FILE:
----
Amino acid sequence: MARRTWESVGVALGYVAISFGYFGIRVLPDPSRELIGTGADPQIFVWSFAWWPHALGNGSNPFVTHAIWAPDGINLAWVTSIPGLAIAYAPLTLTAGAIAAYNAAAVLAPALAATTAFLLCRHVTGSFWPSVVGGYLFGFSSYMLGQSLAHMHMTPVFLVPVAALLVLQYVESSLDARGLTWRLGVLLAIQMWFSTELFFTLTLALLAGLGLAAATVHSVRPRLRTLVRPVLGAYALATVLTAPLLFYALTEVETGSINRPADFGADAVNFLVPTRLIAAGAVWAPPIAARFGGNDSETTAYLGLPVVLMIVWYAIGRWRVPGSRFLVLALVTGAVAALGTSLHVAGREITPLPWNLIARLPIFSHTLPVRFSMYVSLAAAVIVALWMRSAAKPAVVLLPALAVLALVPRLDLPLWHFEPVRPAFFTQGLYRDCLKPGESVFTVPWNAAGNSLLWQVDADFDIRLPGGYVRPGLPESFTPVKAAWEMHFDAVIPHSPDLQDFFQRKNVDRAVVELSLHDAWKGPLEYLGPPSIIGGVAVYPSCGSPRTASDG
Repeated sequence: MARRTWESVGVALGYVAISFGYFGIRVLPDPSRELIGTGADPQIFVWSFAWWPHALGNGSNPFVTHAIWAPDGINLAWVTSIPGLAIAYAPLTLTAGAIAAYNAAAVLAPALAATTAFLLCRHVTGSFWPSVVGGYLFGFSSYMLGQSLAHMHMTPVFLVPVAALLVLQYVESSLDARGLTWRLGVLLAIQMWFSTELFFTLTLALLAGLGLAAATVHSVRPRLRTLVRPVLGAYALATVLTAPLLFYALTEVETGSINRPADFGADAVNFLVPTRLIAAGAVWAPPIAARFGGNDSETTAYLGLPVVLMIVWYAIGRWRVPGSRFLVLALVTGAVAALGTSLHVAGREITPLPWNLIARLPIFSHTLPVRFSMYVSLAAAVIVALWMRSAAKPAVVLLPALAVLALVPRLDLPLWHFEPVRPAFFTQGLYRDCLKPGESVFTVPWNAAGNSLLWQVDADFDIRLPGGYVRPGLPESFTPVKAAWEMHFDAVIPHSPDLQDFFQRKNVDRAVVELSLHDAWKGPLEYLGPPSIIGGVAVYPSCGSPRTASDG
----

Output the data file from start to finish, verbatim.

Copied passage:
Amino acid sequence: MARRTWESVGVALGYVAISFGYFGIRVLPDPSRELIGTGADPQIFVWSFAWWPHALGNGSNPFVTHAIWAPDGINLAWVTSIPGLAIAYAPLTLTAGAIAAYNAAAVLAPALAATTAFLLCRHVTGSFWPSVVGGYLFGFSSYMLGQSLAHMHMTPVFLVPVAALLVLQYVESSLDARGLTWRLGVLLAIQMWFSTELFFTLTLALLAGLGLAAATVHSVRPRLRTLVRPVLGAYALATVLTAPLLFYALTEVETGSINRPADFGADAVNFLVPTRLIAAGAVWAPPIAARFGGNDSETTAYLGLPVVLMIVWYAIGRWRVPGSRFLVLALVTGAVAALGTSLHVAGREITPLPWNLIARLPIFSHTLPVRFSMYVSLAAAVIVALWMRSAAKPAVVLLPALAVLALVPRLDLPLWHFEPVRPAFFTQGLYRDCLKPGESVFTVPWNAAGNSLLWQVDADFDIRLPGGYVRPGLPESFTPVKAAWEMHFDAVIPHSPDLQDFFQRKNVDRAVVELSLHDAWKGPLEYLGPPSIIGGVAVYPSCGSPRTASDG
Repeated sequence: MARRTWESVGVALGYVAISFGYFGIRVLPDPSRELIGTGADPQIFVWSFAWWPHALGNGSNPFVTHAIWAPDGINLAWVTSIPGLAIAYAPLTLTAGAIAAYNAAAVLAPALAATTAFLLCRHVTGSFWPSVVGGYLFGFSSYMLGQSLAHMHMTPVFLVPVAALLVLQYVESSLDARGLTWRLGVLLAIQMWFSTELFFTLTLALLAGLGLAAATVHSVRPRLRTLVRPVLGAYALATVLTAPLLFYALTEVETGSINRPADFGADAVNFLVPTRLIAAGAVWAPPIAARFGGNDSETTAYLGLPVVLMIVWYAIGRWRVPGSRFLVLALVTGAVAALGTSLHVAGREITPLPWNLIARLPIFSHTLPVRFSMYVSLAAAVIVALWMRSAAKPAVVLLPALAVLALVPRLDLPLWHFEPVRPAFFTQGLYRDCLKPGESVFTVPWNAAGNSLLWQVDADFDIRLPGGYVRPGLPESFTPVKAAWEMHFDAVIPHSPDLQDFFQRKNVDRAVVELSLHDAWKGPLEYLGPPSIIGGVAVYPSCGSPRTASDG